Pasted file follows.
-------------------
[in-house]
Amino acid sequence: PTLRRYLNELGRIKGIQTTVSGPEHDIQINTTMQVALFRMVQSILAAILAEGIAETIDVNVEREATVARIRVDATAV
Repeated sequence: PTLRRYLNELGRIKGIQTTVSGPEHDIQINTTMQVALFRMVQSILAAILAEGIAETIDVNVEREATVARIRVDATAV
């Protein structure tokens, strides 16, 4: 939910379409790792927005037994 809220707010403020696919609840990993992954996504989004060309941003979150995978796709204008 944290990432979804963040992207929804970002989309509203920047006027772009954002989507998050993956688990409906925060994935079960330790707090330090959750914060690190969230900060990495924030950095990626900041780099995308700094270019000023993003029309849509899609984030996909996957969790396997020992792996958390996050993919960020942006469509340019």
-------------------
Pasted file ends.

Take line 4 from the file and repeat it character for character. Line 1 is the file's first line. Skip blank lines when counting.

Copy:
């Protein structure tokens, strides 16, 4: 939910379409790792927005037994 809220707010403020696919609840990993992954996504989004060309941003979150995978796709204008 944290990432979804963040992207929804970002989309509203920047006027772009954002989507998050993956688990409906925060994935079960330790707090330090959750914060690190969230900060990495924030950095990626900041780099995308700094270019000023993003029309849509899609984030996909996957969790396997020992792996958390996050993919960020942006469509340019």